The whole newsroom is brought to a standstill as reports of a developing story about a riot at the “Woodstock of the West,” Altamont, comes down the wire. Patti has apparently just returned from six months in San Francisco and her assigned reporter — and sneaky backroom lover — Doug (Hunter Parrish) is fresh and ready for a new story to take on. It is given, instead, to Jane and her own writer, whose teamwork has produced the magazine’s last four covers.
Patti is disappointed but not discouraged — her assignment or not, she has a solid source embedded with Santana that can give her good info. After she volunteers as the “honey” to go alert the cover department that they may need to make a last-minute change (taking Nora along on a whirlwind office tour in the process), she does just that.
Erin Darke: “There was a stream of women walking in, there were women crying in the lobby. Women were hugging each other… [The casting director] asked me how I was doing, and I said, ‘The… gray and dreariness outside reflects my heart today? How are you?‘ I don’t know if he put together that part of the reason that all of us were struggling so hard on that day wasn’t just because of that day, but because of what we were having to do on that day — and what it felt like it meant to us.”
No one in the “News of the Week” offices is excited about Patti insisting on following the lead: Her reporter wants her to appreciate the handful of free nights this has bought them for real dates, and for her to avoid contributing to the career of a rival. Her publisher wants yet another tried-and-true Viet Nam cover, and condescends to every lead outside of the mainstream that would be needed to corroborate a culture story — especially if those leads are female. Jane wants to ensure her position as the fiery tail behind her reporter’s rising star doesn’t falter, and — at least initially — worries Patti’s on a course to sabotage the story out of spite.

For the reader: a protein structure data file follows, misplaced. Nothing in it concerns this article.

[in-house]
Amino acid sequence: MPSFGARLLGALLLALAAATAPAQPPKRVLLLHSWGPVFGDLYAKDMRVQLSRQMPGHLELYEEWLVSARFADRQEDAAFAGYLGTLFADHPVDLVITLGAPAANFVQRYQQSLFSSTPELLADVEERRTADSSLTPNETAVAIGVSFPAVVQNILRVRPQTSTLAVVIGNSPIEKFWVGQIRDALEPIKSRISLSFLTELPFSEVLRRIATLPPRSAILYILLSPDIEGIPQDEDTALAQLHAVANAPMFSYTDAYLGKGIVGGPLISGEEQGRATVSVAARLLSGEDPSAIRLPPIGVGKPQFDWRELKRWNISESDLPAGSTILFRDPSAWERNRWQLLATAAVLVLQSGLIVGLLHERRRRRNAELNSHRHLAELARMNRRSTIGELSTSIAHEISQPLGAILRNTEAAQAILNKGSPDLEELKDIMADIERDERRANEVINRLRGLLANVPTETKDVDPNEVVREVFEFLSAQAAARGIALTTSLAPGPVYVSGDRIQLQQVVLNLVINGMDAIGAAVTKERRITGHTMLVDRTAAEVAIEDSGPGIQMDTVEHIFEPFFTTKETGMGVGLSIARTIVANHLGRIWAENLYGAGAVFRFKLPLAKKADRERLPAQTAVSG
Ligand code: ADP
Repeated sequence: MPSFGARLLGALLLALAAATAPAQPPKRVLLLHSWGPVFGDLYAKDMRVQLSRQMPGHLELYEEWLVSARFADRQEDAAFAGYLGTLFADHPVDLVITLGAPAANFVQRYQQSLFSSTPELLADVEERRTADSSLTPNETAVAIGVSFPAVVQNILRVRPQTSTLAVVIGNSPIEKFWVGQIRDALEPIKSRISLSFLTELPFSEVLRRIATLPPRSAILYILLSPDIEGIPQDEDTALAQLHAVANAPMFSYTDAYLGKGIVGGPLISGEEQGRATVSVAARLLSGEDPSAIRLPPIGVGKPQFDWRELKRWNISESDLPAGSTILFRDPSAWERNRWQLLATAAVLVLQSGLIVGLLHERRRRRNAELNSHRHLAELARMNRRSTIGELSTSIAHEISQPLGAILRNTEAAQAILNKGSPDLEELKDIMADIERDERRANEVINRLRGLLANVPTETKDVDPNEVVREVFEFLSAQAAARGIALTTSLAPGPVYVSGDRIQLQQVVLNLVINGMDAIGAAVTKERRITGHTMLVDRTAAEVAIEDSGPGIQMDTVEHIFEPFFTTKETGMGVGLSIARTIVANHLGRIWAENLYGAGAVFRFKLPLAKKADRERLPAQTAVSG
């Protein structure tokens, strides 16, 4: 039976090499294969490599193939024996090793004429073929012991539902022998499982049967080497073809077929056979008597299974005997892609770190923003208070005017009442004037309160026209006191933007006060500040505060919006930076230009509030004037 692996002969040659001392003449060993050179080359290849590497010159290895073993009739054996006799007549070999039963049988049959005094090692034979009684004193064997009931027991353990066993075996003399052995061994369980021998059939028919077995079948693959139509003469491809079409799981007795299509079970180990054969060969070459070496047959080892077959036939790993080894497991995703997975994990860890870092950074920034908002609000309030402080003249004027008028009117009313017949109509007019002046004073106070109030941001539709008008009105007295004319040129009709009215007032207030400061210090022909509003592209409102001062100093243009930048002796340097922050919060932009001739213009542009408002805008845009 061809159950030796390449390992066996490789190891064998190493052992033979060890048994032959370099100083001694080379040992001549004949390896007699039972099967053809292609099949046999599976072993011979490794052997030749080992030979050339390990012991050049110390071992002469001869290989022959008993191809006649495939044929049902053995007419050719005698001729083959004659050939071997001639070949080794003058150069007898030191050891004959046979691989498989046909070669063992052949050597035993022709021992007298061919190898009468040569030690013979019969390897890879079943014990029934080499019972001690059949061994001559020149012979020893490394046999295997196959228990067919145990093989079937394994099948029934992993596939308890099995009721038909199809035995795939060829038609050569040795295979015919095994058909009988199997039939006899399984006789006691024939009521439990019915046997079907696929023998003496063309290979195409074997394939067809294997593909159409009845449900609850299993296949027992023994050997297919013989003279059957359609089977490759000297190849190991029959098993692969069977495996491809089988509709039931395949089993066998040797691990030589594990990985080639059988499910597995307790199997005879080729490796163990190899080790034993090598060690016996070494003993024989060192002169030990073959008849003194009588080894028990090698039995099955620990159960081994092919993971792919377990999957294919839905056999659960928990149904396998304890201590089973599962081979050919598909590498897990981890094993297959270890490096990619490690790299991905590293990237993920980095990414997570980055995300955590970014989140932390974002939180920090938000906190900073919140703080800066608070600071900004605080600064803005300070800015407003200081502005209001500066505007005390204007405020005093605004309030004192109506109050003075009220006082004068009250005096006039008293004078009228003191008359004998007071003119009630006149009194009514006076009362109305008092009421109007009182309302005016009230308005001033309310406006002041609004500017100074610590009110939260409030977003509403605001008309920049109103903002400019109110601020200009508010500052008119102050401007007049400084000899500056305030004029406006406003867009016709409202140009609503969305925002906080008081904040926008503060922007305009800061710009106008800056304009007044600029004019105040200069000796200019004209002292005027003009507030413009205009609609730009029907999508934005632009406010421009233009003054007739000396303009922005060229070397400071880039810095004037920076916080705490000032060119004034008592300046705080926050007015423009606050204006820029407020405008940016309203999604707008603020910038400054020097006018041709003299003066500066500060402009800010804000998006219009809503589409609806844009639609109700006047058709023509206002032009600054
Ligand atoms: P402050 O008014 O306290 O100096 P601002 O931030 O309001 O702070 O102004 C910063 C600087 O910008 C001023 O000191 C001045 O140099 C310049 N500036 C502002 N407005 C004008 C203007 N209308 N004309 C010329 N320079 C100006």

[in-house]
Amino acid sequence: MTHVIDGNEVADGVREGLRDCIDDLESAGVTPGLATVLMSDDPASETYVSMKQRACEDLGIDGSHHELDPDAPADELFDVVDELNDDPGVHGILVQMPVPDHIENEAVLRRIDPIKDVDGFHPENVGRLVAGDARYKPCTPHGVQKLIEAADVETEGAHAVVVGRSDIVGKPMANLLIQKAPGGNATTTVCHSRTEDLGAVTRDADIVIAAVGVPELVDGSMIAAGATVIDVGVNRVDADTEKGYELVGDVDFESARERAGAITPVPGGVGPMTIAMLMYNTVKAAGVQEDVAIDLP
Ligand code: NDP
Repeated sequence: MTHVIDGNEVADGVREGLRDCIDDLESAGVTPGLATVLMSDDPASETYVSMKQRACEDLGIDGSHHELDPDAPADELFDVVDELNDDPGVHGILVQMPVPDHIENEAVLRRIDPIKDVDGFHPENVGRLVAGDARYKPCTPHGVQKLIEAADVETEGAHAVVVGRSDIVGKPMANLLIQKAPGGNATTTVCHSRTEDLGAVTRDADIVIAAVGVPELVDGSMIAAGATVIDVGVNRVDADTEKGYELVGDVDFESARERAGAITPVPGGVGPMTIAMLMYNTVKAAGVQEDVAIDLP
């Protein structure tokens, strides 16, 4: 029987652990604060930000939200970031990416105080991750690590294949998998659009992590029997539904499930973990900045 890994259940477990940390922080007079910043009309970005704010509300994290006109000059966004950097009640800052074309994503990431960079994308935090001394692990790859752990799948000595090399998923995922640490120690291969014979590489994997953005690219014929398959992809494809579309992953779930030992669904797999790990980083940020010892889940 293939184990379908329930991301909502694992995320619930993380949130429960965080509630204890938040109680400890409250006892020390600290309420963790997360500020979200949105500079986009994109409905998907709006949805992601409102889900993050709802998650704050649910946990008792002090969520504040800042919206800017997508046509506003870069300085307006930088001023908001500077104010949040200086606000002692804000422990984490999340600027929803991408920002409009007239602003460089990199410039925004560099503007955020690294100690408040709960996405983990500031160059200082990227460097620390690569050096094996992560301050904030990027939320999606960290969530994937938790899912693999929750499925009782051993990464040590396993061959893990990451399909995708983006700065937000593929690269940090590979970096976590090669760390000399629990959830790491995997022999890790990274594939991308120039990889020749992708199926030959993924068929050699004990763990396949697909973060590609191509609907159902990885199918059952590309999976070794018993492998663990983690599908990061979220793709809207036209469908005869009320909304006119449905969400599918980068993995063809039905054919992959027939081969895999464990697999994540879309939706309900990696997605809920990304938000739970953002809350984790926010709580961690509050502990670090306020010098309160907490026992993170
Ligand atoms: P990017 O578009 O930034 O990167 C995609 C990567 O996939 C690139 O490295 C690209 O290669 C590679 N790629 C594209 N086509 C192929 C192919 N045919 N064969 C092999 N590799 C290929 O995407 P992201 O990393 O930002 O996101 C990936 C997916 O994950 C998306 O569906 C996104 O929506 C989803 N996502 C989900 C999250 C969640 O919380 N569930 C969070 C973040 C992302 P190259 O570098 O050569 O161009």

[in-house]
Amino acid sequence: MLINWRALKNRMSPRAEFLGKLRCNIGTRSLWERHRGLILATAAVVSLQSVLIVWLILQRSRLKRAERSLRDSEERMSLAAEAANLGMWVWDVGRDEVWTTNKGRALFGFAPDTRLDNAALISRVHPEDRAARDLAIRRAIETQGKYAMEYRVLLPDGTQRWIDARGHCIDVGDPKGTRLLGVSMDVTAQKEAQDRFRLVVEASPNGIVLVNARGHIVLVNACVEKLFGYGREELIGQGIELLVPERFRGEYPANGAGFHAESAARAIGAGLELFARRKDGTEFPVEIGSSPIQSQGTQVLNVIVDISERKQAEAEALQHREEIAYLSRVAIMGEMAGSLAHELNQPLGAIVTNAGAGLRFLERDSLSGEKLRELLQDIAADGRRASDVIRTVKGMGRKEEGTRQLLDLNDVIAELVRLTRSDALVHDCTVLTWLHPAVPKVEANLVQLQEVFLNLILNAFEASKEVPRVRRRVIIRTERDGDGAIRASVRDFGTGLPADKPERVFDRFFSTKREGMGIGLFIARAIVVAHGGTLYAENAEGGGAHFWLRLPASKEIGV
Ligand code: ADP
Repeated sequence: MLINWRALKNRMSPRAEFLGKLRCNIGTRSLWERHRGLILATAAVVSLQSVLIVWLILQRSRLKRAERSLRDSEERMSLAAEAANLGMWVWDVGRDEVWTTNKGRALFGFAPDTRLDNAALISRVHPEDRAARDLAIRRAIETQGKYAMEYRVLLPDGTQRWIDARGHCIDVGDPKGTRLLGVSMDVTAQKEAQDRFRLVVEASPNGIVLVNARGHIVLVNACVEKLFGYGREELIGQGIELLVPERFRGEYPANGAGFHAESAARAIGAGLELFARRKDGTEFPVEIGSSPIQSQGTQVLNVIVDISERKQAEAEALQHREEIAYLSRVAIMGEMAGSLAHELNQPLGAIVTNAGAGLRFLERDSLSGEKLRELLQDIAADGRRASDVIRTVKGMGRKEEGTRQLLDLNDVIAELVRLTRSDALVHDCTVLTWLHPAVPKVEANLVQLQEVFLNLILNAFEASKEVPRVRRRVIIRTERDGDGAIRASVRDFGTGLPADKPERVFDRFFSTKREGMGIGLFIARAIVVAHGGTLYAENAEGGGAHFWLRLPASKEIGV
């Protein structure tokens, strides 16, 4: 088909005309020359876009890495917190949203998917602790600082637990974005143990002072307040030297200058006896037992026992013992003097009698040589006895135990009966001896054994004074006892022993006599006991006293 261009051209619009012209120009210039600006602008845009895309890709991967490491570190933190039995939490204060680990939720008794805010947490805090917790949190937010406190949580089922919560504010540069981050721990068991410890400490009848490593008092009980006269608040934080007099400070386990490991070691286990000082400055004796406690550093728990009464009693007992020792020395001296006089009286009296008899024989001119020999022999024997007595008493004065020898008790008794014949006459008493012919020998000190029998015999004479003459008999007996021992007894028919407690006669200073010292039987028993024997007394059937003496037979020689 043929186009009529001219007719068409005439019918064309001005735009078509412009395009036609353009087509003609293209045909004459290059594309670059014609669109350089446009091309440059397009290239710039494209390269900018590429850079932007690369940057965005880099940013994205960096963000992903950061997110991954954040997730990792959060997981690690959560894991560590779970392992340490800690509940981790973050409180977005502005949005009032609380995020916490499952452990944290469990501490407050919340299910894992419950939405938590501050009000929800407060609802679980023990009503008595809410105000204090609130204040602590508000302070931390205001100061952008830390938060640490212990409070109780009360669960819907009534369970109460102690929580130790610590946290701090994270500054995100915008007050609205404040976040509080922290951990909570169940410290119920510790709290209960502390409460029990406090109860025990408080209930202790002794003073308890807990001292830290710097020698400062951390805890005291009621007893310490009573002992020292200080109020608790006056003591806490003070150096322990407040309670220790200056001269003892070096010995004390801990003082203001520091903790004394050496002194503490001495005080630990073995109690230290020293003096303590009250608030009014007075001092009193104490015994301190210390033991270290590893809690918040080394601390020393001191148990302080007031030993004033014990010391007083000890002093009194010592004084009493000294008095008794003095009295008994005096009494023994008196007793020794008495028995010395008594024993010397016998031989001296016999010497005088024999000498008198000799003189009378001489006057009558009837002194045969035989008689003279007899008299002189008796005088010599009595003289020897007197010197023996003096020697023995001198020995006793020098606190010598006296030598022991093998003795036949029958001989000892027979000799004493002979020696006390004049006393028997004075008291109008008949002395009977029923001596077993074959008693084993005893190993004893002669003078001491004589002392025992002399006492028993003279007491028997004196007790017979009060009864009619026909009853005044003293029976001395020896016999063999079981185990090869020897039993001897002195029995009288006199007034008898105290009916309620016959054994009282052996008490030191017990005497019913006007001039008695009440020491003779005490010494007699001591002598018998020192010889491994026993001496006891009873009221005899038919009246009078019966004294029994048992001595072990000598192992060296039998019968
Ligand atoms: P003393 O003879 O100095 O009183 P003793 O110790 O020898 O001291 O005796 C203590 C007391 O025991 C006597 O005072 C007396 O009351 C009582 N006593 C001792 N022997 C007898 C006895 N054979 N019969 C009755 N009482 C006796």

Eleanor Holmes Norton: “Then they had to understand — and here’s what’s important — that there was strength in numbers: What are they going to do –pick off you, you, you and you? It was likely doing what they did — appearing as a group, figuratively arm in arm — that ‘Newsweek’ would have to step back and consider what to do. And that’s exactly what happened… What they did, and the reason they were able to challenge a world-class magazine, is because they had the good sense to organize.”
Patti’s source delivers a report that, if true, means not just a police cover-up but a major shift in the alternative cultural landscape. She wins the editor (Chris Diamantopoulos) over, and the rival team and keeps chasing the story — all the way back across the country to California.
Genevieve Angelson (Patti): “Erin did go home and start a consciousness raising. I got an email!”
Back in New York, Jane, Nora and would-be novelist Sally band together to cover for Patti as she races back from the airport before press time. When Patti returns, elated from her success, Nora slips her the address of a regular “consciousness raising” meeting she thinks Patti should attend.
With nine episodes left (and history in the books), we know that Nora is right.
Lynn Povich, the author, describing a recent book event: “[A young woman told me…] We’ve been raised in a very individualistic culture… When you’ve been raised and been told you can do anything, you can be anything, it means that you alone are responsible for your success and failure. And I thought that was very interesting, because we benefitted from this sense of sisterhood, or civil rights, or anti-war, questioning authority… And I do think your generation hasn’t had the movements to support you, and to encourage you, and I think you’re finding that now.”
When the panel finally let out, after everyone in the hall had had the chance to laugh and cry and applaud together, we all exited through the main hall of The Newseum, passing directly over the piece of the Berlin Wall on permanent display one floor below:
History felt so close we could almost touch it.
The first season of “Good Girls Revolt” is on Amazon Prime, and the pilot is for free for non-members.